appreciate the history and "family tree" but looking for someone that has tried this and what they learned and the success and problems encountered but again I certainly appreciate your responses.

 

 

Quote:
haven't found ANY info / how-to / don't-do-this-because etc.

 

 

Has anyone here tried it before? have any experience / success / failures?

 

 

Cheers,

 

 

EDG

"Ars Est Celare Artem"

 

True art, is to conceal art......

 

https://www.instagram.com/smokehouse_84/

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"Ars Est Celare Artem"

 

True art, is to conceal art......

 

https://www.instagram.com/smokehouse_84/

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post #7 of 9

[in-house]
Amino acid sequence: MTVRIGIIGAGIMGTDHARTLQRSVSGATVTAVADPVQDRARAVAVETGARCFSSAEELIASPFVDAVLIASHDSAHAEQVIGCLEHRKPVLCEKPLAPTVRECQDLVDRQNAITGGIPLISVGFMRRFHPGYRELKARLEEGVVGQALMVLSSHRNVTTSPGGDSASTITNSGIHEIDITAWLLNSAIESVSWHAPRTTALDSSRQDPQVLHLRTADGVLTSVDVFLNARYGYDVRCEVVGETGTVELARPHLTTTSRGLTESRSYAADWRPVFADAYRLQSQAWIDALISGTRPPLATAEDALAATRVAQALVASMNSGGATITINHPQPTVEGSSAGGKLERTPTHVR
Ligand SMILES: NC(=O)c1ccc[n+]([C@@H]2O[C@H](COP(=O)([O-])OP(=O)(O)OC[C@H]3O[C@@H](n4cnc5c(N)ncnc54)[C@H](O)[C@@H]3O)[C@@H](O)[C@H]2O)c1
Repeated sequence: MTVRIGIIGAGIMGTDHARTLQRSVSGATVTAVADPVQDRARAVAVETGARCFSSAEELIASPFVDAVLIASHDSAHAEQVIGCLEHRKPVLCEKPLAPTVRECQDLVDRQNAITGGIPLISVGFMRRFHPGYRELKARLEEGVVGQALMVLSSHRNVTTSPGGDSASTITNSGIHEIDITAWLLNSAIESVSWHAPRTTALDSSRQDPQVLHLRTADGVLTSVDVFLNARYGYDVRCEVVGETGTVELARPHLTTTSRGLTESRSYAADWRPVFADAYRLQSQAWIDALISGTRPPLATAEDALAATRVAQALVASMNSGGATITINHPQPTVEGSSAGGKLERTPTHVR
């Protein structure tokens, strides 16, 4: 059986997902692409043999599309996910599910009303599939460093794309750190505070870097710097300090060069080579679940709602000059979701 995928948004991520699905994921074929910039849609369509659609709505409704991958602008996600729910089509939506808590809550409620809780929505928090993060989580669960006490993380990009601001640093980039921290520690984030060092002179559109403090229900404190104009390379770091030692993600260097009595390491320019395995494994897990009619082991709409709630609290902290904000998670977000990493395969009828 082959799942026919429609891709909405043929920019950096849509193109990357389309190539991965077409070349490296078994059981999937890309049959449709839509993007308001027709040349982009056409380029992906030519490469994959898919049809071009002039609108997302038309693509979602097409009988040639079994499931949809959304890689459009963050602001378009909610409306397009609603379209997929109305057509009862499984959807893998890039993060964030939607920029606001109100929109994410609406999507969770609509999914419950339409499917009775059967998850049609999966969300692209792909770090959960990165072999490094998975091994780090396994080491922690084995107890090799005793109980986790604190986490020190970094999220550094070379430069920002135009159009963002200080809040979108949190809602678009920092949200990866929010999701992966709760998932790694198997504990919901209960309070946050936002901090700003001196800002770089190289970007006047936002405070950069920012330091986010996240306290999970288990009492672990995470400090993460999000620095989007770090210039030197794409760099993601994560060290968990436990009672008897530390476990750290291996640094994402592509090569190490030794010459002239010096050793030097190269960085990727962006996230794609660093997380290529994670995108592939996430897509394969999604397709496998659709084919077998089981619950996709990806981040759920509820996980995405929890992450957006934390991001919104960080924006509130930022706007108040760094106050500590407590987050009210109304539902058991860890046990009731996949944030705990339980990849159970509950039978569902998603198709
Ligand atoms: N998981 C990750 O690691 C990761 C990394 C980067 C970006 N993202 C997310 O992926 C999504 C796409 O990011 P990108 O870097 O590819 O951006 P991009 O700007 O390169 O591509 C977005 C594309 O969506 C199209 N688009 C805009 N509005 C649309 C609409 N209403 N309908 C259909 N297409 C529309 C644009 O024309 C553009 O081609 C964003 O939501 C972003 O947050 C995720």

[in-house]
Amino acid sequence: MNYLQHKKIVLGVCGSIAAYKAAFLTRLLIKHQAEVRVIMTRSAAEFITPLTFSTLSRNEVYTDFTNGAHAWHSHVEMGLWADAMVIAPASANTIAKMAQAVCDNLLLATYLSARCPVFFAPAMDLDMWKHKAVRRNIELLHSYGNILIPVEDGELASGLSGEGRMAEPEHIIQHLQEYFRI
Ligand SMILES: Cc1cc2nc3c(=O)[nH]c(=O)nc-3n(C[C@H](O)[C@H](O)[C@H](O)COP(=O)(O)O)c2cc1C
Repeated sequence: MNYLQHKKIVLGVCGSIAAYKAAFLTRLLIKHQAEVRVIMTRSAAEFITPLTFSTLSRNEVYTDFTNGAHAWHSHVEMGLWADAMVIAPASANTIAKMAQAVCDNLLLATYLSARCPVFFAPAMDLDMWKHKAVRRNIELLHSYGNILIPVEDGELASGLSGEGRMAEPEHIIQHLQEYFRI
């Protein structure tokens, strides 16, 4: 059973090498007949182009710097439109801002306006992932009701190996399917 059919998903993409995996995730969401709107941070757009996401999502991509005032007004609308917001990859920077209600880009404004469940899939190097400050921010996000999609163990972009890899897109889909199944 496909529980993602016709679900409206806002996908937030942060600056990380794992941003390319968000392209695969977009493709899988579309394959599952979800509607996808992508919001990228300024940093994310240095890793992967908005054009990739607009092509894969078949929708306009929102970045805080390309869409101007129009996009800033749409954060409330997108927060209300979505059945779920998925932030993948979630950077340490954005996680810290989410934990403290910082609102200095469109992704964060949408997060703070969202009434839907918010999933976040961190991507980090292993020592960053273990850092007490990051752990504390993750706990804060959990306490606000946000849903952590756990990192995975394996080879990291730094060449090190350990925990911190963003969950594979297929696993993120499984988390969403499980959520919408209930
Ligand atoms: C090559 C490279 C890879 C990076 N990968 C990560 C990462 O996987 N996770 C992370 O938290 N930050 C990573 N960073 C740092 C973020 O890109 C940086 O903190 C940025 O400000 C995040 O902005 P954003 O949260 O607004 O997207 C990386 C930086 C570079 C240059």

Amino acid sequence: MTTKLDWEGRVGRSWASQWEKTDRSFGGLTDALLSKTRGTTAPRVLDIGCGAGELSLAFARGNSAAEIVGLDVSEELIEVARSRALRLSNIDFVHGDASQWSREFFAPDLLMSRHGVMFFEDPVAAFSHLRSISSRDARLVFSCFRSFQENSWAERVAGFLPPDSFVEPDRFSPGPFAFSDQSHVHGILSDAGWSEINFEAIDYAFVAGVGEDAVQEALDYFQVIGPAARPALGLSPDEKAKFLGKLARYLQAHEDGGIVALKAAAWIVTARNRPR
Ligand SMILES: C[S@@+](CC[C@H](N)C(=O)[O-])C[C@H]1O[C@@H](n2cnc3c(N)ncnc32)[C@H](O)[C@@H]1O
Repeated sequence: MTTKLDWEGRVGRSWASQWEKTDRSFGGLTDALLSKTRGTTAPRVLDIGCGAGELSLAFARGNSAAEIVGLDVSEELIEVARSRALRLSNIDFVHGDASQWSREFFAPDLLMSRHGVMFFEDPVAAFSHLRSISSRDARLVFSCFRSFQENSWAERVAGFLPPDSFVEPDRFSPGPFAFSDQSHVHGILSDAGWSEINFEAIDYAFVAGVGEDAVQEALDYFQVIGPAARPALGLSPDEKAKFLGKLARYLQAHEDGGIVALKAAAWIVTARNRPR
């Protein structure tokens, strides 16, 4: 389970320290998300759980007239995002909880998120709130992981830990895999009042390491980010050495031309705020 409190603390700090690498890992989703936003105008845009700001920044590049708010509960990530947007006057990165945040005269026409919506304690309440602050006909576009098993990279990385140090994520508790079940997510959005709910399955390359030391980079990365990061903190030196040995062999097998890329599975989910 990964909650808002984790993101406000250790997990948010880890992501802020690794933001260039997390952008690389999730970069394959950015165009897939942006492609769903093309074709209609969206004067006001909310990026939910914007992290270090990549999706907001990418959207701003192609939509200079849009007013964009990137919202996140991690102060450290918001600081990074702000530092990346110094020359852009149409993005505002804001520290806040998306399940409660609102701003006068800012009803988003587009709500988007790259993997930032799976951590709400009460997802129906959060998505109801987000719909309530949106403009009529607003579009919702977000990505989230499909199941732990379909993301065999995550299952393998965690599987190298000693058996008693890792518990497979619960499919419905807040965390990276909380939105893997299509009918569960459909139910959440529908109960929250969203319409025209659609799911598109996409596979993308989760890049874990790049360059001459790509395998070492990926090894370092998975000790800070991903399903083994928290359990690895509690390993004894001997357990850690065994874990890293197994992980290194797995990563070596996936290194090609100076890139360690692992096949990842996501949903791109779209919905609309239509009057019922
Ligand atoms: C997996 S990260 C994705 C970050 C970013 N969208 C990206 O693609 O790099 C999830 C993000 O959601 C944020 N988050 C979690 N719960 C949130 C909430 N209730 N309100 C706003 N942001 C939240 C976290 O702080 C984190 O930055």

Like Chef Ed said, it's a cut called the Plate, not the brisket, that makes the best pastrami. You need that layer of fat in the middle, makes it ooze with richness. Also, that cracked coriander rub, I sliced many working in Kosher Deli's in NY. Got to steam them.

post #8 of 9
Thread Starter 

Thanks guys, am familiar with the cut you refer to, think I'm leaning toward the round.

"Ars Est Celare Artem"

 

True art, is to conceal art......

 

https://www.instagram.com/smokehouse_84/

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"Ars Est Celare Artem"

 

True art, is to conceal art......

 

https://www.instagram.com/smokehouse_84/

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post #9 of 9

Round does not have enough fat. I use this pastrami, it's the navel and damn good. Lots of black pepper, coriander & mustard seed. Perfect amount of smoke.

 

Beef Navel

What were you thinking, Eye of Round?